I remember when I first moved into recruitment, many moons ago, my organisation hired a “certain” personality style in most of their consultants. Back in the day we used MyersBriggs Type Indicator tests and, without a doubt the majority of recruitment consultants had an ESTJ personality profile.

The ESTJ stands for Extraverted, Sensing, Thinking and Judging. According to www.truity.com ESTJs are hardworking traditionalists, eager to take charge in organizing projects and people. Orderly, rule-abiding, and conscientious, ESTJs like to get things done, and tend to go about projects in a systematic, methodical way. All facets were what we were looking for. Getting things done but using systems and methods.

Yes, it was cookie cutter personalities that came together. The amazing thing was we were all very similar however in our similarity came conflict.

For true team harmony and to maximise team performance, diversity is key. You’ve heard the saying “too many chiefs”. In other teams all team members can be very inclusive yet no-one takes the lead. A lot of this comes down to personality.

Knowing your personality can play a great role in understanding your fellow team members and then using your personality traits to both contribute to your team.

Since MyersBriggs many organisations move into DISC profiling – DISC is a predominantly four quadrant profile which categorises individuals as either Dominant, Influencing, Steady or Compliant and there is even more sophisticated brainmapping such as PRISM Brain Mapping – which is a sophisticated, online, neuroscience-based instrument specifically designed to identify the behavioural preferences that directly relate to personal relationships and work performance.

I would highly recommend you do some tests to start to get to know yours and your team members. The information gleaned is powerful. Usually for the individual they have the “aha” moment of, “That’s exactly me!” or realising “Now I know why I do it that way.”

Take this one step further with team members then it equally dawns on team members, that’s why you behave the way you do!

In addition to an understanding, from understanding comes adaptation to each others styles.

Often certain personalities respond to certain communication styles while others grate on an individual.

A “Dominant” style wants bullet points and executive summaries.

While a “Compliant” seeks thoroughness so they have the detail and can cross check in their own thinking.

Steady and Influencer styles preferred to be liked than right whereas dominants will fight to be right – regardless of the fall out on an interpersonal level.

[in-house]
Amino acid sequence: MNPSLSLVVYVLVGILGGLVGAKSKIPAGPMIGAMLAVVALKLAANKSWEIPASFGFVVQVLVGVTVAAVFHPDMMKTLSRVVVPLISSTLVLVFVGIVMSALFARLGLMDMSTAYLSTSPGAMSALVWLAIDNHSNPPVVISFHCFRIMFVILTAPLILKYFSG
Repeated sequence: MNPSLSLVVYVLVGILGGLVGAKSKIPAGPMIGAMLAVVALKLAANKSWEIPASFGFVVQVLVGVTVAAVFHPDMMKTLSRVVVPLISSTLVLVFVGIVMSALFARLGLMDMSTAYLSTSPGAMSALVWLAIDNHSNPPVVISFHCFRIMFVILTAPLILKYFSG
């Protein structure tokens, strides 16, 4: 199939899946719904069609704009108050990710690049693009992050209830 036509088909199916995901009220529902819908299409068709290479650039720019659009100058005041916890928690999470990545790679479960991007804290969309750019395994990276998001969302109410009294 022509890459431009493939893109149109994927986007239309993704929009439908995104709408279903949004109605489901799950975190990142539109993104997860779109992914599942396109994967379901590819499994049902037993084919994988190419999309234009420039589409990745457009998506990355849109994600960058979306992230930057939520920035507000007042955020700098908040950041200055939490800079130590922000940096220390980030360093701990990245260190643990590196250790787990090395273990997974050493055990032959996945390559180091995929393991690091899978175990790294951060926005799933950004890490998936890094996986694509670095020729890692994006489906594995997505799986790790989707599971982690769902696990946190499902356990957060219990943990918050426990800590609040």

A little bit of knowledge in this space can be dangerous yet also highly beneficial.

By being aware of personalities you can communicate appropriately with your team members in a style they will respond to. With all members having such awareness they may not resonate perfectly with those on the other end of the spectrum to themselves but they can appreciate while that person is the way they are.

My key take homes for the uninitiated:

  1. Get to know yourself – understand your own personality, what you prefer and how you prefer to work
  2. Get to know your team mates’ personalities – cross check and get validation on the way they work and what communication and interaction style they prefer
  3. Practice differing approaches and look at responses
  4. Review and Refine

Teams that work well may inherently have this diversity of personality traits across team members. However, we’ve been all in those teams where there has been friction and could well be the “personality clash” is real and present. Often it stems from individuals just not knowing how to deal with each other and different personalities.

Harvest Human Resources has a range of personality profiling tools and specialists who can guide teams towards high performance stemming from understanding personalities, acceptance of various traits and modifying behaviours towards best outcomes.

 

Article written by Maree Herath, Director Harvest Human Resources and Personality and Psychometric Profiling Advocate

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